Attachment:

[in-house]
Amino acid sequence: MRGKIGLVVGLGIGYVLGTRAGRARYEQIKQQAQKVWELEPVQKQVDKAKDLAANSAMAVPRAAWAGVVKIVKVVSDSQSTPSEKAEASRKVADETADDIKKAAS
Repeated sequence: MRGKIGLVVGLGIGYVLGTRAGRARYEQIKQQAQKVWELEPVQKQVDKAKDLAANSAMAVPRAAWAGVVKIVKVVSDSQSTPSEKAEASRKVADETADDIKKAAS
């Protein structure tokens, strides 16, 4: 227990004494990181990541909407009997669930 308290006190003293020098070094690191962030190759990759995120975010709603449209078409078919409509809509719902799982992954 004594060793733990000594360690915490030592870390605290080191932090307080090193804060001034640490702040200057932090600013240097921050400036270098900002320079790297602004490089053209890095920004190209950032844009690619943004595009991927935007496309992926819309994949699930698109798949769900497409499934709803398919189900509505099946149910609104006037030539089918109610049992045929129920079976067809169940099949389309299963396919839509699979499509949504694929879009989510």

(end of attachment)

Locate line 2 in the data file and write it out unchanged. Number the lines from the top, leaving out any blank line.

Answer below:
Amino acid sequence: MRGKIGLVVGLGIGYVLGTRAGRARYEQIKQQAQKVWELEPVQKQVDKAKDLAANSAMAVPRAAWAGVVKIVKVVSDSQSTPSEKAEASRKVADETADDIKKAAS